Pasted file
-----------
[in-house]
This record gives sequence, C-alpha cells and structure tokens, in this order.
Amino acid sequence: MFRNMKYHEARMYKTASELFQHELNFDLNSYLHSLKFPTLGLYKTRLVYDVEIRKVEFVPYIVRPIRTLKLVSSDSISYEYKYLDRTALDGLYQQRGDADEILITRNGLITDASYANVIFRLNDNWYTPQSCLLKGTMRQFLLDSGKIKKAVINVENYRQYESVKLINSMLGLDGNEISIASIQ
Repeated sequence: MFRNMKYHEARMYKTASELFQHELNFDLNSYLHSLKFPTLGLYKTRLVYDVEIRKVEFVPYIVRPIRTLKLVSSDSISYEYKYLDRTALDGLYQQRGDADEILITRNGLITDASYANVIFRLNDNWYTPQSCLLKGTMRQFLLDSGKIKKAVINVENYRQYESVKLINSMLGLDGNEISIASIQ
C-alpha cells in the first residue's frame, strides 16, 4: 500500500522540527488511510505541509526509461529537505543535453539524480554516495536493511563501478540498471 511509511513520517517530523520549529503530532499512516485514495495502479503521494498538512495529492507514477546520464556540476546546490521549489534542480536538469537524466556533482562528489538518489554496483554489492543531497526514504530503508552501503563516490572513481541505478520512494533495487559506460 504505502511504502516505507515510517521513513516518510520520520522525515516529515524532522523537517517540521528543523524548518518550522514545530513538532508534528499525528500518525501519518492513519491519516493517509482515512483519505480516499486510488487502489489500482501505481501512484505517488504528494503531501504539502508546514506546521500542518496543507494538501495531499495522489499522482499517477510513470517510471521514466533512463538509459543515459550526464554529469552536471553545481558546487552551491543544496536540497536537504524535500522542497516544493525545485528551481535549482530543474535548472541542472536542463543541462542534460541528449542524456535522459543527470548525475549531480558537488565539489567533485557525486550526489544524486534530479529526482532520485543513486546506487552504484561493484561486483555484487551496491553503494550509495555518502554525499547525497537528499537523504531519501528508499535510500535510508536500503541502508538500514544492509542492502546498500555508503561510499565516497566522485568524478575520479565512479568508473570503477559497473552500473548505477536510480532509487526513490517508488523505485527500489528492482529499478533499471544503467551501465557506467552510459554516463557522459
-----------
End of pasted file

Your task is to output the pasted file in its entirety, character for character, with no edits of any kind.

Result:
[in-house]
This record gives sequence, C-alpha cells and structure tokens, in this order.
Amino acid sequence: MFRNMKYHEARMYKTASELFQHELNFDLNSYLHSLKFPTLGLYKTRLVYDVEIRKVEFVPYIVRPIRTLKLVSSDSISYEYKYLDRTALDGLYQQRGDADEILITRNGLITDASYANVIFRLNDNWYTPQSCLLKGTMRQFLLDSGKIKKAVINVENYRQYESVKLINSMLGLDGNEISIASIQ
Repeated sequence: MFRNMKYHEARMYKTASELFQHELNFDLNSYLHSLKFPTLGLYKTRLVYDVEIRKVEFVPYIVRPIRTLKLVSSDSISYEYKYLDRTALDGLYQQRGDADEILITRNGLITDASYANVIFRLNDNWYTPQSCLLKGTMRQFLLDSGKIKKAVINVENYRQYESVKLINSMLGLDGNEISIASIQ
C-alpha cells in the first residue's frame, strides 16, 4: 500500500522540527488511510505541509526509461529537505543535453539524480554516495536493511563501478540498471 511509511513520517517530523520549529503530532499512516485514495495502479503521494498538512495529492507514477546520464556540476546546490521549489534542480536538469537524466556533482562528489538518489554496483554489492543531497526514504530503508552501503563516490572513481541505478520512494533495487559506460 504505502511504502516505507515510517521513513516518510520520520522525515516529515524532522523537517517540521528543523524548518518550522514545530513538532508534528499525528500518525501519518492513519491519516493517509482515512483519505480516499486510488487502489489500482501505481501512484505517488504528494503531501504539502508546514506546521500542518496543507494538501495531499495522489499522482499517477510513470517510471521514466533512463538509459543515459550526464554529469552536471553545481558546487552551491543544496536540497536537504524535500522542497516544493525545485528551481535549482530543474535548472541542472536542463543541462542534460541528449542524456535522459543527470548525475549531480558537488565539489567533485557525486550526489544524486534530479529526482532520485543513486546506487552504484561493484561486483555484487551496491553503494550509495555518502554525499547525497537528499537523504531519501528508499535510500535510508536500503541502508538500514544492509542492502546498500555508503561510499565516497566522485568524478575520479565512479568508473570503477559497473552500473548505477536510480532509487526513490517508488523505485527500489528492482529499478533499471544503467551501465557506467552510459554516463557522459